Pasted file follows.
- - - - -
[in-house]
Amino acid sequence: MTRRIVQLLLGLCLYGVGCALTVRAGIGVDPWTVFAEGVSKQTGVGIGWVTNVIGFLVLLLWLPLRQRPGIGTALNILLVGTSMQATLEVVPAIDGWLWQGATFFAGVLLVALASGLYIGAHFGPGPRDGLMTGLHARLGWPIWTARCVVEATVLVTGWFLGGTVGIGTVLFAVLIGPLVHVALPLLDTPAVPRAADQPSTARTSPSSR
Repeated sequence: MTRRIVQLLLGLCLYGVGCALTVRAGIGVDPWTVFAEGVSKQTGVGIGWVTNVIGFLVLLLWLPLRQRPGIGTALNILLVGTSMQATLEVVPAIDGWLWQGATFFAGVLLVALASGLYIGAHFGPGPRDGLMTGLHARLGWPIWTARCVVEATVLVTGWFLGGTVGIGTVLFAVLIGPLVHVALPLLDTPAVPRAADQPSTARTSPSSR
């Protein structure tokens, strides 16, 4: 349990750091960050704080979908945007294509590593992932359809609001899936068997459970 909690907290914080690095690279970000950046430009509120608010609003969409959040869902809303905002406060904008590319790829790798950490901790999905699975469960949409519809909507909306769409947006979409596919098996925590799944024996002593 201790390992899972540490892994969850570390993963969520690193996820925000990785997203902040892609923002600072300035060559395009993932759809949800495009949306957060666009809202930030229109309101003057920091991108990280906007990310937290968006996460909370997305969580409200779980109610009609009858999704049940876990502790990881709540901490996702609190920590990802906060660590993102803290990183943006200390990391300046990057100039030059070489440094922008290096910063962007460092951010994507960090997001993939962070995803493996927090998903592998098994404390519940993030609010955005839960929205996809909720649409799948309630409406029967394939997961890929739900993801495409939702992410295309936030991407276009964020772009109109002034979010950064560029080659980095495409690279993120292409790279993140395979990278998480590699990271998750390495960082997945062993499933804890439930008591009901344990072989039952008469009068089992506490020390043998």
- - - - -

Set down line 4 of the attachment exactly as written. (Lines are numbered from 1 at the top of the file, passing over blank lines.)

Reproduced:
């Protein structure tokens, strides 16, 4: 349990750091960050704080979908945007294509590593992932359809609001899936068997459970 909690907290914080690095690279970000950046430009509120608010609003969409959040869902809303905002406060904008590319790829790798950490901790999905699975469960949409519809909507909306769409947006979409596919098996925590799944024996002593 201790390992899972540490892994969850570390993963969520690193996820925000990785997203902040892609923002600072300035060559395009993932759809949800495009949306957060666009809202930030229109309101003057920091991108990280906007990310937290968006996460909370997305969580409200779980109610009609009858999704049940876990502790990881709540901490996702609190920590990802906060660590993102803290990183943006200390990391300046990057100039030059070489440094922008290096910063962007460092951010994507960090997001993939962070995803493996927090998903592998098994404390519940993030609010955005839960929205996809909720649409799948309630409406029967394939997961890929739900993801495409939702992410295309936030991407276009964020772009109109002034979010950064560029080659980095495409690279993120292409790279993140395979990278998480590699990271998750390495960082997945062993499933804890439930008591009901344990072989039952008469009068089992506490020390043998």